How Do I Create an LLC in Washington State?

Creating a LLCIf you own a business and decide that a limited liability company (LLC) is the right structure for you, you may wonder, how do I create an LLC in Washington State? It’s simple and inexpensive. The hard work is deciding which business form works best for you and coming up with an effective ownership agreement.

An LLC is one of many types of legal entities that can own and operate a Washington State business. Dickson Frohlich Phillips Burgess can help you decide if an LLC is your best choice, given your priorities and the nature of your business.

  • You have liability protection like a corporation, but an LLC is easier and less expensive to form and run.
  • It can own and run just about any business.
  • There can be one or multiple owners.
  • LLCs are often used by investors in residential rental or commercial property.

Prior to filing the form with the Washington Secretary of State’s office, you need to follow the state’s Uniform Business Organizations Code. You should also complete some additional steps that can protect you from unnecessary liability.

How Do I Set Up an LLC in Washington State?

There are several steps involved to set up an LLC in Washington state. We outline each of them below.

Choose a Name

Come up with a name and confirm that it’s available for your use. Washington requires that each company name be “distinguishable” in the Secretary of State’s records. Your name must be at least slightly different than those entities that have already filed. To be safe, come up with multiple names in case someone else is using it.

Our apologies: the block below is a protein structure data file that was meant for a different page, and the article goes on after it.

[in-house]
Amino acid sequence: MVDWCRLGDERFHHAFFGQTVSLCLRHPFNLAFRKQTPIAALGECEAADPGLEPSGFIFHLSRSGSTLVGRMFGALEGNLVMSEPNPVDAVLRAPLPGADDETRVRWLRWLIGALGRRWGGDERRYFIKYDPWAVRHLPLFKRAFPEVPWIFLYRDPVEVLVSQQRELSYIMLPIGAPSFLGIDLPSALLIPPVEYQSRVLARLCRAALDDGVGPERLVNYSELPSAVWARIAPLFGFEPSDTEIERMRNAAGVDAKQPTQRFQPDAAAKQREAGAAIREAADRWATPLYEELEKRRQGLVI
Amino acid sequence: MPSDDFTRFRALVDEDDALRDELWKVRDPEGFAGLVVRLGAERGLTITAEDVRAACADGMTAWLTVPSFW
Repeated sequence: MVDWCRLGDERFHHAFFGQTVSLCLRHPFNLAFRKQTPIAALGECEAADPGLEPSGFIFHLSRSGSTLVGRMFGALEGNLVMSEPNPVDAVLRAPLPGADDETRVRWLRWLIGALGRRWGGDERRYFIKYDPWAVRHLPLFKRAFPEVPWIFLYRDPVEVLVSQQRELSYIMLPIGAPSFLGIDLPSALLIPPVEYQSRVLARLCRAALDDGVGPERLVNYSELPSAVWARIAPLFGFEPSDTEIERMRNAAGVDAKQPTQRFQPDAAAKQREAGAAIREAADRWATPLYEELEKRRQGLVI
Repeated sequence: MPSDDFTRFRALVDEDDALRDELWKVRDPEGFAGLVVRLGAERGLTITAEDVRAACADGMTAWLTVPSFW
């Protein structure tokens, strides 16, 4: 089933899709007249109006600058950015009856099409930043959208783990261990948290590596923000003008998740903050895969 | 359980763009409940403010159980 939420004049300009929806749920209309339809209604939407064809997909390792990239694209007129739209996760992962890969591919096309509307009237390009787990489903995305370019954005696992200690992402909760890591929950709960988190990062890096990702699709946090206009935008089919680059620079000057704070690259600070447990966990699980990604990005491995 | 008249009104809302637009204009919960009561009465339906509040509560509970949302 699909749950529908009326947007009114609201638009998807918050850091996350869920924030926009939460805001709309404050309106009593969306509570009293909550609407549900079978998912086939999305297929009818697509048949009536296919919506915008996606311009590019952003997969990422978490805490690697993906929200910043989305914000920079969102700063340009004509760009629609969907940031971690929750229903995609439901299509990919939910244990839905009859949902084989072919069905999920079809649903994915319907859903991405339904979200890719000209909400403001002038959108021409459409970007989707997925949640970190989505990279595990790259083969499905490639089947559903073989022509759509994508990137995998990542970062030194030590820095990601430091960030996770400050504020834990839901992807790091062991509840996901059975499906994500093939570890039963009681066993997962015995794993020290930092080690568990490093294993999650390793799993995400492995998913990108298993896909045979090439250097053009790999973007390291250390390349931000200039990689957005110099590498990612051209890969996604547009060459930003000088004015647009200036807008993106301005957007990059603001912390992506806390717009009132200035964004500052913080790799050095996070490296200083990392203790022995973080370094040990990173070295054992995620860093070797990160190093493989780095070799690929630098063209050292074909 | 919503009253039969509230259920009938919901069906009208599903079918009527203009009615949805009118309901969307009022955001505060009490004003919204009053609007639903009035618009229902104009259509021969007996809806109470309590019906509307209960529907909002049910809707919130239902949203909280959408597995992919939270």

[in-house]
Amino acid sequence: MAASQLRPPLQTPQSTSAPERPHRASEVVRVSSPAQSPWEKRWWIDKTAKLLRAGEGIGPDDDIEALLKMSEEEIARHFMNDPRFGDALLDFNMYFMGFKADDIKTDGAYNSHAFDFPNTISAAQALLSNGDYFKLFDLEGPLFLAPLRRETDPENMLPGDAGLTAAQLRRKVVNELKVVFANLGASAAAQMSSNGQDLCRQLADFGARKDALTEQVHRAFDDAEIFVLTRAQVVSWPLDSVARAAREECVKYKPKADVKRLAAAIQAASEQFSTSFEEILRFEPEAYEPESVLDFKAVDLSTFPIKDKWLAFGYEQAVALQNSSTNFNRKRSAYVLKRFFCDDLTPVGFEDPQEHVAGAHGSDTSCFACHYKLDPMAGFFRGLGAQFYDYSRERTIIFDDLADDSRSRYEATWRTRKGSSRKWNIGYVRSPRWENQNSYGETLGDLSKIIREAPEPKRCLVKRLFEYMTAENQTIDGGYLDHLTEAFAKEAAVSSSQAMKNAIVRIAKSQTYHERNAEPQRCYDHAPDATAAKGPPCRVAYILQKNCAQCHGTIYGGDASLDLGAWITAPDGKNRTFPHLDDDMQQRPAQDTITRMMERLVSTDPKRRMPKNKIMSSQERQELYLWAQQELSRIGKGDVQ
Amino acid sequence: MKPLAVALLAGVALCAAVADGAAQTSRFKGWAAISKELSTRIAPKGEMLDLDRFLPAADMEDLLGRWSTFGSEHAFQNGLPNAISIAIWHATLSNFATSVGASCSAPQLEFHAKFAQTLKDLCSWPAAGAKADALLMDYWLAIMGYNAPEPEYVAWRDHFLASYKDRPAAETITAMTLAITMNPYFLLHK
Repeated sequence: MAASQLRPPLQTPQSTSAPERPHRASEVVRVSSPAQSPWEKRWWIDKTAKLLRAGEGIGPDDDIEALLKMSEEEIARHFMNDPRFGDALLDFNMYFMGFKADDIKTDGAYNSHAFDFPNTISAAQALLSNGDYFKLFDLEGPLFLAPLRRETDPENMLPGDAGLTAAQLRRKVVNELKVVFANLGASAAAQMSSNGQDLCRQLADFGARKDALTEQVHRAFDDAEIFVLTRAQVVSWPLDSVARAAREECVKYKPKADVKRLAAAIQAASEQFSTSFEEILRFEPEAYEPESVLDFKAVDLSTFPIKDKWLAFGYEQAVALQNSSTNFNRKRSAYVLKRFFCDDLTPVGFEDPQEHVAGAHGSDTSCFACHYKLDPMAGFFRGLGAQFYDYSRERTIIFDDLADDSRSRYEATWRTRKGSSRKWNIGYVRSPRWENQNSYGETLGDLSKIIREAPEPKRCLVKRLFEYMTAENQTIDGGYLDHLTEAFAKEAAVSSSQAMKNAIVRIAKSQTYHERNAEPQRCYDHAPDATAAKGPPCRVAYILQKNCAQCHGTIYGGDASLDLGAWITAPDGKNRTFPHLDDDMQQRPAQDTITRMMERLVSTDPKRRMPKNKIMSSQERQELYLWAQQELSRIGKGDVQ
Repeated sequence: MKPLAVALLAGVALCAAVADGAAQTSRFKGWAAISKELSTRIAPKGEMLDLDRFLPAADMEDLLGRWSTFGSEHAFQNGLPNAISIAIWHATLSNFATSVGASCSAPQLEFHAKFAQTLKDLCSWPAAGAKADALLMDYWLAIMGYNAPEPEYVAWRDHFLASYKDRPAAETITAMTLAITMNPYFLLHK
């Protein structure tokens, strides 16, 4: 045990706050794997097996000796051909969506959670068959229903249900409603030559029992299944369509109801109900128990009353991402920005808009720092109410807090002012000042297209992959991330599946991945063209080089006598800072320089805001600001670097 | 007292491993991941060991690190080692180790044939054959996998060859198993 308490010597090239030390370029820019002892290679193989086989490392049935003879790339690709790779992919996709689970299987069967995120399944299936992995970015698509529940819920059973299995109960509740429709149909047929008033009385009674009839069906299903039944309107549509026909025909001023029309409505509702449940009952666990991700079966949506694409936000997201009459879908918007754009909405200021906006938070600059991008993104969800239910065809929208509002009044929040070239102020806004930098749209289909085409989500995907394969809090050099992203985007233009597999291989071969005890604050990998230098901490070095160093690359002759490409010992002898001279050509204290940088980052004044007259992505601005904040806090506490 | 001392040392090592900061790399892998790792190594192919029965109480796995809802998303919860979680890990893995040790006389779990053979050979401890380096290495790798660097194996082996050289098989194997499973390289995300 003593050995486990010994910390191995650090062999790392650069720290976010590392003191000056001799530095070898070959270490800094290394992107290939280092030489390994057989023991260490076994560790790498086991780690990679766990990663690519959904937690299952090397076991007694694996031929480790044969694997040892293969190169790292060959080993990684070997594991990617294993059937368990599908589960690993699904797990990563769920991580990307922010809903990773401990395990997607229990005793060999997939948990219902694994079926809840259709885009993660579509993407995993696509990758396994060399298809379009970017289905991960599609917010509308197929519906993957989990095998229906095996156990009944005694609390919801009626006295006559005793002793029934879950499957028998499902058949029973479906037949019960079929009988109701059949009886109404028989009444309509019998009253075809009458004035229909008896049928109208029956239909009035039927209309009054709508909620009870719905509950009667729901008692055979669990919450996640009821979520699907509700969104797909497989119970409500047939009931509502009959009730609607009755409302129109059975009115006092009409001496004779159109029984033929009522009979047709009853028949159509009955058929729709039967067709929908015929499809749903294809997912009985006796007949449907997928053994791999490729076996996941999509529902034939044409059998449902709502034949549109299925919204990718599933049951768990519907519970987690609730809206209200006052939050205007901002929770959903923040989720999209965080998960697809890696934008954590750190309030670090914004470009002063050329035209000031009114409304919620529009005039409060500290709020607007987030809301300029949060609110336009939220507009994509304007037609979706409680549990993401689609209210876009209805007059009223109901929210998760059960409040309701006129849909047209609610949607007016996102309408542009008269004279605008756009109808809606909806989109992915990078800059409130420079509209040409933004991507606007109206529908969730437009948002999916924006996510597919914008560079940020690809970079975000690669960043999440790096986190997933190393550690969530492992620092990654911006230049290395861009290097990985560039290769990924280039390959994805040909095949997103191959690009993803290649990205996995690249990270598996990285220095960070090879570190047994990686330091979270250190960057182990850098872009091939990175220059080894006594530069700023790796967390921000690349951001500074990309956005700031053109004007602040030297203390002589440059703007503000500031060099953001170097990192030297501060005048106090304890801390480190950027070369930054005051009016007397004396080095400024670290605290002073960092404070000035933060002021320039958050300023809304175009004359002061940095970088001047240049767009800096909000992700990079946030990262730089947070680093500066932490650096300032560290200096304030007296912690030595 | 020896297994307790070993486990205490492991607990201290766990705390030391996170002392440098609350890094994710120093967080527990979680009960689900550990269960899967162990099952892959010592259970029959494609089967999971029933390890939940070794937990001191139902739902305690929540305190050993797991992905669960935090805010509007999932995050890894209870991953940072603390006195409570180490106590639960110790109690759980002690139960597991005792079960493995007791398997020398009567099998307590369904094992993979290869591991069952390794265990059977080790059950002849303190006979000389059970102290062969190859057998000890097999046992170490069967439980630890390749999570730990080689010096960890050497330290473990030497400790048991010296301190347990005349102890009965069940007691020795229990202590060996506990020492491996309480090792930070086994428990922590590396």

If you’re not ready to create your LLC but have some name ideas, you can reserve an available name for up to 180 days by filing a Name Reservation form and paying the filing fee. The name must contain one of the following:

  • The words “limited liability company”
  • The words “limited liability” with the abbreviation “Co.”
  • “LLC”

Your name can’t have words or phrases that could mislead someone about the business type or give the impression that you have a government connection.

Appoint a Registered Agent

A registered agent gives state government, tax authorities, private citizens, and other companies a permanent, reliable location to send mail and legal documents. You can also use a third-party company specializing in acting as a registered agent for companies.

File the Formation Document

A Certificate of Formation – Limited Liability Company is filed with the Secretary of State and you pay the filing fee. You can file online, on paper, by fax, or by mail. This document contains:

  • The entity’s name
  • The address for the principal place of business
  • The name, signature, and address of the registered agent
  • Whether the LLC’s duration is perpetual or limited
  • The formation’s effective date (upon the certificate’s filing or later)
  • The executor’s signature.

If there are multiple owners, or members, the Certificate of Formation is longer and more complex.

After the filing, the state will give you a nine-digit unified business identifier number. It serves as a tax registration number for the Washington Department of Revenue and an identifier for other state business licenses.

Create an Operating Agreement

This document is not required by law. But if there’s more than one member, it’s required by common sense. Similar to corporate bylaws, it gives the rules of how the company is run. It can also spell out: